Strategies for Treating Heat Exhaustion in Remote Ultraendurance Races
Pictured above: Course through the exposed salt flats of the Atacama Desert, Chile
Dave Young, MD
Chair, ACEP Wilderness Medicine Section
As wilderness medicine professionals, we are typically familiar with the increasing popularity of ultraendurance sports. In fact, many of us have served competitors as medical staff on race day and may participate in these events ourselves. Many of these races not only are extreme in the distances they cover, but also in the terrain and climate. The original stage race, Marathon des Sables, takes place over 6 days (250 km) in the Sahara Desert of Morocco. Similar multi-day stage races take place in the Atacama Desert (Racing the Planet) and Arizona (Grand 2 Grand). The infamous Badwater Race starts at in California’s Death Valley each summer. This 135-mile race typically records temperatures in the 120s (49 degrees C).
It’s easy to see how these long events in remote and hot places can pose health risks to competitors. Last year, Dr. Prendergast wrote a piece for this newsletter reporting on an extremely hot multi-stage ultra-race in the Namib Desert (refer to this article on the Wilderness Medicine Section website). Having worked about 10 of these races (a couple alongside Dr. Prendergast), I’d like to offer this follow-up article about practical ways to help athletes suffering from heat illness in an effort to get them back racing and ultimately across the finish line.
Recognizing the symptoms of heat exhaustion is the obvious first step to being able to manage these patients. Not surprisingly, the most common symptom is feeling hot or overheated, followed by fatigue. Athletes often feel dizzy and lightheaded. Sweating is common, which may lead to significant dehydration. Because blood is typically shunted to the muscles to perform exercise and to the skin to help increase heat loss, little blood perfuses the gut, leading to nausea and bloating. When this occurs, competitors often struggle to keep up with oral intake to match significant volume losses as sweat1. Later complications can include severe dehydration and decreased renal output, causing an acute kidney injury. On the severe end of the heat illness spectrum is heat stroke, characterized by a temperature above 104 degrees F (40 degrees C), ataxia, confusion, and seizures2.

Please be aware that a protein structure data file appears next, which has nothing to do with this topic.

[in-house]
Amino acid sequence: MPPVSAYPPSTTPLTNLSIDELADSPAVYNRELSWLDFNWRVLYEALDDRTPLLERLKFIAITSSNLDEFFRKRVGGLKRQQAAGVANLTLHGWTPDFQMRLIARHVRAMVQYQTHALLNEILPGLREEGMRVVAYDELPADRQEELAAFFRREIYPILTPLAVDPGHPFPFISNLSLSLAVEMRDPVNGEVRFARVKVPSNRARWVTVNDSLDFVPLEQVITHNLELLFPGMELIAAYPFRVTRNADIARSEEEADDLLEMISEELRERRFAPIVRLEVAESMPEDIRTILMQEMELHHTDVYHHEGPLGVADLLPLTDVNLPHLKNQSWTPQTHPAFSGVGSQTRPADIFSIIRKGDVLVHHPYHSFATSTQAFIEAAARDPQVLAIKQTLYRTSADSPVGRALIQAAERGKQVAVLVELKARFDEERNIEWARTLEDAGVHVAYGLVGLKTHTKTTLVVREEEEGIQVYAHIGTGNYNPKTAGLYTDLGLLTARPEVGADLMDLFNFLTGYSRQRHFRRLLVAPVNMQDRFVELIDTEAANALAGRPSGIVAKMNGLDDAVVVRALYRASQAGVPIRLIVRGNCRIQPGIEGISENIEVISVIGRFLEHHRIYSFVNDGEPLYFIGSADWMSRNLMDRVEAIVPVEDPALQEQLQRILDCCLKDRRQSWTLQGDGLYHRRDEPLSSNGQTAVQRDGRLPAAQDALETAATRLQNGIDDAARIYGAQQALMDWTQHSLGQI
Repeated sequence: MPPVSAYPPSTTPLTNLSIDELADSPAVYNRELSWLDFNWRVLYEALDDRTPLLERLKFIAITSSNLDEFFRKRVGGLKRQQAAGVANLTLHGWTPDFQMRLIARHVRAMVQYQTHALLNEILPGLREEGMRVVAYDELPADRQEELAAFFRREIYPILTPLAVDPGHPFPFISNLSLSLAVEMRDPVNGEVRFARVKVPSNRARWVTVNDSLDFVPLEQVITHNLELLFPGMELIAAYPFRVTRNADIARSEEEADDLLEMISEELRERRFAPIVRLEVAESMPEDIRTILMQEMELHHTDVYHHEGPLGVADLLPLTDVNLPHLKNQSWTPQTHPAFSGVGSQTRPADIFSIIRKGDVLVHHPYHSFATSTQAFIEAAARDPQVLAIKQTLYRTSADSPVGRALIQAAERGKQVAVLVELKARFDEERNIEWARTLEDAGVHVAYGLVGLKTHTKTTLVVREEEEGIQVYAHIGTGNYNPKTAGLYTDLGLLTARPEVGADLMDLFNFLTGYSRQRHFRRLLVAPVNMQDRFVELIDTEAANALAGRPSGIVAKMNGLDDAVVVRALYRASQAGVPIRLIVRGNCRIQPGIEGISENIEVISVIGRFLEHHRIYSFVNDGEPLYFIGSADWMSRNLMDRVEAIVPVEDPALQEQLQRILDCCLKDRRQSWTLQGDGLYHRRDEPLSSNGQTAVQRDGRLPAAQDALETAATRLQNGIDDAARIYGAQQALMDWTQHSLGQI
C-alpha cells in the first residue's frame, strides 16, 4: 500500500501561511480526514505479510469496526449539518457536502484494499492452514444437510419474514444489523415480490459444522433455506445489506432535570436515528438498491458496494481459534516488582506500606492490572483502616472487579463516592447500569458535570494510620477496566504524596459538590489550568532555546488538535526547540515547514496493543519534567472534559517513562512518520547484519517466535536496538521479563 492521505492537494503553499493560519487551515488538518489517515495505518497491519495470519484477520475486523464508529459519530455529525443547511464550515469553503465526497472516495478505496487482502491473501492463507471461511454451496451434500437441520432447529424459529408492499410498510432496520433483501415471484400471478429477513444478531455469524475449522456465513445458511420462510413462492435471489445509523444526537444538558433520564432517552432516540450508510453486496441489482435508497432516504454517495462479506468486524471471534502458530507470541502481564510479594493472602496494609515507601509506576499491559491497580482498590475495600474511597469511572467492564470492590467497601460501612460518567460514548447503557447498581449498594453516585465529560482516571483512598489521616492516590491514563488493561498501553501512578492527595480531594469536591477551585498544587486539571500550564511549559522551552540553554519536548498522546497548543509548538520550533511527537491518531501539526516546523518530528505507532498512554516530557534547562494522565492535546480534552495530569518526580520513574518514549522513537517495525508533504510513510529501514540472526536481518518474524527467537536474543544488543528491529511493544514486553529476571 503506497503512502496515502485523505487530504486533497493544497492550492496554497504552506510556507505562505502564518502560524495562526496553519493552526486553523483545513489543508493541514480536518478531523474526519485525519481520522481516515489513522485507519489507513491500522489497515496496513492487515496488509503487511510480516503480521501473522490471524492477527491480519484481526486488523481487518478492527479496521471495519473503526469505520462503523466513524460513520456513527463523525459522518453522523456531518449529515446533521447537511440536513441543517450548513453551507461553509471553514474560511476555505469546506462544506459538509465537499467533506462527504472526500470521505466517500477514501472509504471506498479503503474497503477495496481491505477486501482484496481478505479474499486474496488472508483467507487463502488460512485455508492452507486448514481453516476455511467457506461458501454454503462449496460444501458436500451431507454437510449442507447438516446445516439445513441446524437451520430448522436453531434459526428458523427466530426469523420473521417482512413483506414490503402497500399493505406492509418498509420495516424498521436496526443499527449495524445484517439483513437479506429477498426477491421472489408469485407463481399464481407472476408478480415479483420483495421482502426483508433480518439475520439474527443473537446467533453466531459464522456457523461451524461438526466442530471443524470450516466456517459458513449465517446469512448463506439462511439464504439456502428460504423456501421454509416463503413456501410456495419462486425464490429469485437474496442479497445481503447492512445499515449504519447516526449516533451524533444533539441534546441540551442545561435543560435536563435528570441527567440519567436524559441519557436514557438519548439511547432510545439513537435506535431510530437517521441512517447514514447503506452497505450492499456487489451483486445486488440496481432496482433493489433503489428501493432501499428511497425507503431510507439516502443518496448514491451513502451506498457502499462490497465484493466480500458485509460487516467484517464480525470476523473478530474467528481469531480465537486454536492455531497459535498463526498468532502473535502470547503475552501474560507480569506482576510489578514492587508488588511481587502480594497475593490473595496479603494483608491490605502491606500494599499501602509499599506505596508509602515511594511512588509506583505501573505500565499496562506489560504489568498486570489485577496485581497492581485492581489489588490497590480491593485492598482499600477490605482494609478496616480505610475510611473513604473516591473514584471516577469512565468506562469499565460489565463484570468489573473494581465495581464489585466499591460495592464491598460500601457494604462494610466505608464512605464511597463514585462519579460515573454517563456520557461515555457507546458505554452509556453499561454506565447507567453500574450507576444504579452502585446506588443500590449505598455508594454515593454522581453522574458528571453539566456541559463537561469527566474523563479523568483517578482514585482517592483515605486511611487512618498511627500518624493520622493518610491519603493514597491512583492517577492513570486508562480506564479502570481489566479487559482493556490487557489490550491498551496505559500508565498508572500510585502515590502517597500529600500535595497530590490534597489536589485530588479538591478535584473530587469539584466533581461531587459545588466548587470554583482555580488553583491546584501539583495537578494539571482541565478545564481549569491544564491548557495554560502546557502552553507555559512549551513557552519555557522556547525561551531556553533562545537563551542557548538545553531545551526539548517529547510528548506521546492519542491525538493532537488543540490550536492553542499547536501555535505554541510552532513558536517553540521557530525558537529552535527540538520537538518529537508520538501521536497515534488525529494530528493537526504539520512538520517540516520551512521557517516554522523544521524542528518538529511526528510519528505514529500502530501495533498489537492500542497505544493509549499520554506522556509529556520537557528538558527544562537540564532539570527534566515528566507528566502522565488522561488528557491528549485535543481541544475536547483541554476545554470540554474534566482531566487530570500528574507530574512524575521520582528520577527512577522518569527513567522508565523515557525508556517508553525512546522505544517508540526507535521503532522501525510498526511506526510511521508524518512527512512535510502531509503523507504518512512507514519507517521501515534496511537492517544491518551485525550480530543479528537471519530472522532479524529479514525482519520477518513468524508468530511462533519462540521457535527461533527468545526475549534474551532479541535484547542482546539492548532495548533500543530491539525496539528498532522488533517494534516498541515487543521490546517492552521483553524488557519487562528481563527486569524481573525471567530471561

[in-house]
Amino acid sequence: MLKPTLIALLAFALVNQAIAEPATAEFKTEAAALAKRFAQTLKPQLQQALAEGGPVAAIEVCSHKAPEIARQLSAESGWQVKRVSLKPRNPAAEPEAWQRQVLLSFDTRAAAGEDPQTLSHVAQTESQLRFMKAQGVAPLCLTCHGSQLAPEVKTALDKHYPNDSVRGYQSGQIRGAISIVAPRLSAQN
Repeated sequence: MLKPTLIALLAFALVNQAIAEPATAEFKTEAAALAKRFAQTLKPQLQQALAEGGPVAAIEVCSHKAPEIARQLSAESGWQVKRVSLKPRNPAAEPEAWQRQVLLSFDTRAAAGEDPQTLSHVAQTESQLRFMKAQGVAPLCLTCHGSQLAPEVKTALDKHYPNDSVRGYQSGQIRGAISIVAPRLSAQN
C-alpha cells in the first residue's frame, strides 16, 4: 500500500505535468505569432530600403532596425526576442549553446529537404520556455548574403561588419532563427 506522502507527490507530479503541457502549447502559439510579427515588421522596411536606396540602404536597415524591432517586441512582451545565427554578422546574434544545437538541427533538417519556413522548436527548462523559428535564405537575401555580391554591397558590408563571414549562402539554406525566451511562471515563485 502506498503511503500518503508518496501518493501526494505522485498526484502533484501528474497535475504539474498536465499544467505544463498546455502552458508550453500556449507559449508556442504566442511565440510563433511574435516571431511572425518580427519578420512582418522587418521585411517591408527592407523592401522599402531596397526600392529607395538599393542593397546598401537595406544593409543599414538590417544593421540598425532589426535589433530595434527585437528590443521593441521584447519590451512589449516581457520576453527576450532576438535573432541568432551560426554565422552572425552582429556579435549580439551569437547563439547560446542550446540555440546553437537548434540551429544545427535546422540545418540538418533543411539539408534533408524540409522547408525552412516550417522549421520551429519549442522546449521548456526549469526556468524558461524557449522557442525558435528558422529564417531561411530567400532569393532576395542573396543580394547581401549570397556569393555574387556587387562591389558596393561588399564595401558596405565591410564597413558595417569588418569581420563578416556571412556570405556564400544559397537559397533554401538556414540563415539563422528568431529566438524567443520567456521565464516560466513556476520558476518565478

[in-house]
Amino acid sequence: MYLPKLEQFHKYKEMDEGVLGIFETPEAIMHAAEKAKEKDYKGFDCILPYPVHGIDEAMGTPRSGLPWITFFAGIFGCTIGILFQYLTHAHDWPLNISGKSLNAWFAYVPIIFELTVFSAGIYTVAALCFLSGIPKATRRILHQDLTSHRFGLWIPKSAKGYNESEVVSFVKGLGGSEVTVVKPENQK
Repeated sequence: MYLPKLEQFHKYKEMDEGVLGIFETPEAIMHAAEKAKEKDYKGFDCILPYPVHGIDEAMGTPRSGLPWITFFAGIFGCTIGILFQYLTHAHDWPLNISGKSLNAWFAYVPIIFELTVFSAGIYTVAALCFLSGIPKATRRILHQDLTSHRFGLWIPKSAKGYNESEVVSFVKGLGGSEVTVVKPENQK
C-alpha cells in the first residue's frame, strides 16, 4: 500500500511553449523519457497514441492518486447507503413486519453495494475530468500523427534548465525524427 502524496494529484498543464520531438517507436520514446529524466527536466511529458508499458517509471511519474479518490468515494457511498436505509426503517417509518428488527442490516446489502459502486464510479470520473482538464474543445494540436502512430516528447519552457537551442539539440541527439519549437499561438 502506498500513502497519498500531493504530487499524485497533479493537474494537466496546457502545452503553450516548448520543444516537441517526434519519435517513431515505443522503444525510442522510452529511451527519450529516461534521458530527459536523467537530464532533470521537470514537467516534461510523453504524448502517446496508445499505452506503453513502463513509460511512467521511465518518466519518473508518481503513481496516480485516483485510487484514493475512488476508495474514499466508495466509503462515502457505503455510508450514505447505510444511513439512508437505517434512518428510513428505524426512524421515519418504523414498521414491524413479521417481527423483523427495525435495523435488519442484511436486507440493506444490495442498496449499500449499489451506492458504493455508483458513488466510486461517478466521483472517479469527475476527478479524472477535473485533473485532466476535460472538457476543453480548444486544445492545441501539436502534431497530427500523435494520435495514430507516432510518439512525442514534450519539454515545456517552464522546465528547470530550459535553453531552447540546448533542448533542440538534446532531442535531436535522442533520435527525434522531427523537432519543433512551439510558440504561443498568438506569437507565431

For most athletes with heat illness, they will report feeling hot, fatigued, and nauseated. I have encountered many athletes who plop down at the aid station feeling so horrible they feel they simply cannot continue. Quickly cooling these competitors is essential. I start by placing them in the shade, taking their packs and hats off, and using a spray bottle to wet their skin and clothes. Because of the dry air in the desert, the evaporation is rapid with a breeze/fanning and provides the best cooling when ice packs or air conditioning isn’t present. If lucky enough to be close to a body of water like a lake or river, submersion in water is quite effective as well – just be careful you’re not exposing this patient to risk if they happen to be confused or weak. While I don’t usually have cool fluids, sipping any fluids is beneficial if they can tolerate it. If nausea is too severe, ondansetron (4 mg ODT every 6 hours) is handy to have. Intravenous fluids may be warranted, depending on ability to tolerate oral fluids and hydration status. Rest is another key component to cooling, as the athlete won’t be exerting or producing an internal source of heat.
While heat illness may ultimately be the cause for many athletes not to be able to finish, I have found that these tactics above have surprised even the most despondent, as they typically feel significantly better in 10–20 minutes. Once feeling better, I am sure to ask them about hydration, nutrition, and frequency of urination. Even if the athlete is feeling improved and wishes to continue, heat illness can lead to dangerous life risks and these participants should be closely monitored and during the course of their race.
Recognizing heat exhaustion and treating it rapidly can have a drastic impact on an athlete’s race and overall well-being. Please let me know if you have other techniques that have worked well for you when I see you at our next ACEP meeting.
- Gaskell SK, Burgell R, Wiklendt L, Dinning P, Costa RJ. Does exertional heat stress impact gastrointestinal function and symptoms? Journal of Science and Medicine in Sport. Volume 25, Issue 12. 2022. Pages 960-967.
- Noakes TD. A modern classification of the exercise-related heat illnesses. Journal of Science and Medicine in Sport. Volume 11, Issue 1. 2008. Pages 33-39.